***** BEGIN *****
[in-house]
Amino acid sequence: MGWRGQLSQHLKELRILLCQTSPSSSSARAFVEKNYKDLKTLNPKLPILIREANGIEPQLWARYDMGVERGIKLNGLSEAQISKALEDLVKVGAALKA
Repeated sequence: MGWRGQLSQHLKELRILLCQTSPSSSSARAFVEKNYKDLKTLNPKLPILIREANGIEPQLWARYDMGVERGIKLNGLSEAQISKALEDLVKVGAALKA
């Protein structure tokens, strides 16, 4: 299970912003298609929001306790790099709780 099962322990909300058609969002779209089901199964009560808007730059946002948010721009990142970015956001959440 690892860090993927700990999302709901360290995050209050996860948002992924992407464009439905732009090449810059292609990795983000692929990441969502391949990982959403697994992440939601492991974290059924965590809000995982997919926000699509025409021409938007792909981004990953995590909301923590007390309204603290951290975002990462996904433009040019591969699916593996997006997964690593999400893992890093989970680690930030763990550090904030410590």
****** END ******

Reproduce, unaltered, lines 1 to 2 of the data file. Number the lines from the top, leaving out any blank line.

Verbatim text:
[in-house]
Amino acid sequence: MGWRGQLSQHLKELRILLCQTSPSSSSARAFVEKNYKDLKTLNPKLPILIREANGIEPQLWARYDMGVERGIKLNGLSEAQISKALEDLVKVGAALKA